Pension schemes are assessing their portfolios in response to the crisis in the Ukraine and considering whether to enact exclusion policies, according to an industry body.
The Pensions and Lifetime Savings Association (PLSA) said UK pension schemes will have an “extremely low level” of direct investment in Russia.
But it added that schemes are looking at the levels of any direct or indirect holdings they have in their investment portfolios and taking action to comply with UK sanctions.
The PLSA represents schemes collectively providing retirement incomes to more than 30 million UK savers, with more than £1.3 trillion invested in the UK and abroad.
Nigel Peaple, director of policy and advocacy at the PLSA, said: “Typically, UK pension schemes will have an extremely low level of direct investment in Russia – less than 0.5% of assets in the case of the schemes we have consulted.
“In response to the events of the last week, schemes are currently assessing the levels of any direct or indirect holdings they have in their investment portfolios, taking action to comply with the UK sanctions, and considering whether to enact any exclusion policies they have in place.
“There have been higher than normal price movements on financial markets in reaction to the conflict in Ukraine as investors interpret the economic impact.
“Pensions schemes have very long-term horizons and invest in a broad range of globally diversified assets to lessen the impact of unexpected shocks such as this.”
Tony Burdon, CEO at Make My Money Matter, a campaigning body co-founded by film writer and director Richard Curtis, said the organisation believes having pensions invested in Russian companies and Russian government debt “is morally and financially unsustainable in the current climate and goes against the prevailing mood of the UK public”.
He continued: “That’s why we’re encouraging all pension providers to urgently assess and reduce their exposure to Russian investments.
“In doing so, the financial sector can do the right thing, while at the same time helping protect the security of UK pension holders.”
Simon Pilcher, a chief executive at private pension scheme giant the Universities Superannuation Scheme, told BBC Radio 4’s Today programme on Tuesday: “We think there’s a clear financial as well as a moral case for divestment with respect to our Russian holdings.”
Mr Pilcher told the BBC that ethical and financial considerations overlap, adding “morals drive finance”.
He added: “If you are a financial investor and you don’t think about the moral impacts of what you are doing, I think you’re both short-sighted and, dare I say it, immoral.”
The Church of England Pensions Board recently instructed managers to exit direct holdings in Russian companies.
A spokesperson for the Church of England said: “On February 24, in response to the attack on Ukraine by Russia and supporting the sanctions announced by the UK and other Governments the Church Commissioners and the Church of England Pensions Board issued instructions to our managers to exit all of our current direct holdings in Russian companies and to make no further investments in Russian companies.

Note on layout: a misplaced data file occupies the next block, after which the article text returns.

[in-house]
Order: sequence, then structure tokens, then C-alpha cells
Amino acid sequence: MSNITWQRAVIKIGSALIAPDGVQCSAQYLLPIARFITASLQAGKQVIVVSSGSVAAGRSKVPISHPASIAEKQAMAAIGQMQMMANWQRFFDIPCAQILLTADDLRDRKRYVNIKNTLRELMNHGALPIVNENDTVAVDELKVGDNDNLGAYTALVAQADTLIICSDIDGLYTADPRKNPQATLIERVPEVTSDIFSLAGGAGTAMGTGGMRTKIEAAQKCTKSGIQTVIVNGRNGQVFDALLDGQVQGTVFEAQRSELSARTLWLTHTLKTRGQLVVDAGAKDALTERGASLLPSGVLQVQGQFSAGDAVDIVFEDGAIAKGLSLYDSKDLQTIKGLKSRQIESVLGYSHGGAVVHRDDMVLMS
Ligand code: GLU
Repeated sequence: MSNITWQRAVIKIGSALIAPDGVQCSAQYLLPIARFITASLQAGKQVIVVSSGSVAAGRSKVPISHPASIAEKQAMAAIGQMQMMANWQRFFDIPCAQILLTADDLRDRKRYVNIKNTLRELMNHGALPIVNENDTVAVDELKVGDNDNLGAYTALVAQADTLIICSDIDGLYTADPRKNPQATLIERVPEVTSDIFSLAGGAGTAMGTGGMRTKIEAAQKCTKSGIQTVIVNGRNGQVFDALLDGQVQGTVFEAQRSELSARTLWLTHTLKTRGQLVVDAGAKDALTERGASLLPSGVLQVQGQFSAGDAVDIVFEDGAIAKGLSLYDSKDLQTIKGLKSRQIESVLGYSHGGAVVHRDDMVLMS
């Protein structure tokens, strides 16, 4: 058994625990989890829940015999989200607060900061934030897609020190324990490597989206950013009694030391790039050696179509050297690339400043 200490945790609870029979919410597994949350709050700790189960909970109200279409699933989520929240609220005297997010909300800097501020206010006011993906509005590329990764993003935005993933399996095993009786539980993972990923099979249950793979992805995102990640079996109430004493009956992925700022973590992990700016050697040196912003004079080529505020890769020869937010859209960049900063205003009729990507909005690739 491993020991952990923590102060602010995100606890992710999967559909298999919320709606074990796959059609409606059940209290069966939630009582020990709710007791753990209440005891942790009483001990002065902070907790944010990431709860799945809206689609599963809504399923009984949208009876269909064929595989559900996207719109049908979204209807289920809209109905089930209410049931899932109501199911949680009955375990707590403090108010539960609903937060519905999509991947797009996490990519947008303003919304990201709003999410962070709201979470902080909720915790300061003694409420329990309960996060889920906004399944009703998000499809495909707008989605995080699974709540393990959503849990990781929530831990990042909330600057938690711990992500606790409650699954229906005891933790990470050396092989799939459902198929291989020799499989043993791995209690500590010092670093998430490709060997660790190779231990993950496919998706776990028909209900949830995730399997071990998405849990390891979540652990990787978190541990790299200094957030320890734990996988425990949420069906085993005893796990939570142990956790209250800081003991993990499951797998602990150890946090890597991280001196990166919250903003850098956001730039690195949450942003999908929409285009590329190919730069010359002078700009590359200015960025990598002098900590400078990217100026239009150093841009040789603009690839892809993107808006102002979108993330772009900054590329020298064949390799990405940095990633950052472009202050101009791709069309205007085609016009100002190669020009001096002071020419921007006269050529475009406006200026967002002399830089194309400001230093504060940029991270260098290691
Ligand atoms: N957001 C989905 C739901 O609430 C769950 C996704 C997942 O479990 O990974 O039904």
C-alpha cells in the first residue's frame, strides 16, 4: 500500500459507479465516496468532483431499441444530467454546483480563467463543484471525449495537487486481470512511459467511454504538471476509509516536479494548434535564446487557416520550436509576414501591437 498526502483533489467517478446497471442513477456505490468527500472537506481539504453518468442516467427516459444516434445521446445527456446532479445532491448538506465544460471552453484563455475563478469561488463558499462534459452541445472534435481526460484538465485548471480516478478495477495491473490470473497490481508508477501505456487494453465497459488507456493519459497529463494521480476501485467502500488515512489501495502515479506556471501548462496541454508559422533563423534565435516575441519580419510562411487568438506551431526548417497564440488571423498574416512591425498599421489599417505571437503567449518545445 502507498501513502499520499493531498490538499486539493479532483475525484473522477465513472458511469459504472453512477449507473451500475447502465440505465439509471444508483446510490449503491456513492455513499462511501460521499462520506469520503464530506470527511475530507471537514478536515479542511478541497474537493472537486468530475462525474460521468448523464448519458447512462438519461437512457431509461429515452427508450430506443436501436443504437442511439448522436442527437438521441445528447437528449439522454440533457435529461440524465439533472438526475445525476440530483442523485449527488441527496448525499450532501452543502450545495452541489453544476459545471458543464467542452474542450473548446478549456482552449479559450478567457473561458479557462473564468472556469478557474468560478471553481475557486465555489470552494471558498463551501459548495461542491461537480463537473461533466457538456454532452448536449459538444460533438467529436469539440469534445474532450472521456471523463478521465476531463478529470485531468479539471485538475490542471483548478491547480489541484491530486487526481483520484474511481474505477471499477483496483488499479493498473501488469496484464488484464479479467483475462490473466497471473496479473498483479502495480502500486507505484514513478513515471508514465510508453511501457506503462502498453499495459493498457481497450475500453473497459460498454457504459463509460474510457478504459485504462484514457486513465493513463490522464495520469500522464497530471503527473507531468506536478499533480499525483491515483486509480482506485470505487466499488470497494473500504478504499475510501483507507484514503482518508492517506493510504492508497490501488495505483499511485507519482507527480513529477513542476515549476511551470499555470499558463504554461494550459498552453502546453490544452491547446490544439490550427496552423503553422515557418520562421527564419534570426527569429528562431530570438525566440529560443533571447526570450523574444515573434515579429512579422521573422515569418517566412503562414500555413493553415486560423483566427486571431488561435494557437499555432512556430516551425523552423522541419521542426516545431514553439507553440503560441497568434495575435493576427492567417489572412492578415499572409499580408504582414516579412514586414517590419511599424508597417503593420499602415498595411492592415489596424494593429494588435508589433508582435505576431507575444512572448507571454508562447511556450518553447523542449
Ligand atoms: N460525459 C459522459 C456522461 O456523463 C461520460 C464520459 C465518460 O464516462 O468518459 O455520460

“Prior to the instruction, holdings across portfolios in Russian companies represented approximately 0.16% of total investments. No investments were held in Russian sovereign debt.”
Money managers Man Group and abrdn also revealed on Tuesday that they have been slashing their positions in Russia.
But it still has around £2 billion of Russian assets, which is equivalent to around 0.5% of its total funds.
Hedge fund Man Group added it had sold out nearly completely from Russia and Ukraine before Christmas on fears over rising tensions and sanctions.
Helen Morrissey, senior pensions and retirement analyst at Hargreaves Lansdown cautioned consumers who may have seen their savings pots affected by market volatility in recent weeks against making “knee-jerk reactions”.
She said: “We’ve already seen the effects of the conflict on markets and this volatility is likely to persist as the crisis continues.
“We’ve seen the share prices of some UK-listed companies, like BP and Evraz, move dramatically, but the majority of pension holders are unlikely to hold a concentrated portfolio of shares.
“They are more likely be invested in collective funds, like global trackers so, while they will still feel the effects there will be less of an impact on the value of their pensions.
“Pensions are a long-term game and while it is concerning to see fund values go down, it’s worth remembering that markets do recover.
“Most pension holders will be invested in portfolios well diversified across sectors and geographies and so it is usually a good idea to wait things out rather than make knee-jerk reactions such as changing investment strategies or cutting pension contributions as these can crystallise losses.
“Continuing pension contributions will also help your pension to recover more quickly as the markets improve.”
A spokesman for the Association of British Insurers (ABI) said: “The events in Ukraine are deeply disturbing, and our thoughts are with those affected.
“Our members are monitoring closely and reacting to developments in this fast-moving situation, including continuing to support the implementation of any sanctions put in place.
“Anyone who has any concerns over their insurance and long-term savings policies in the current situation should contact their insurer or independent financial adviser.”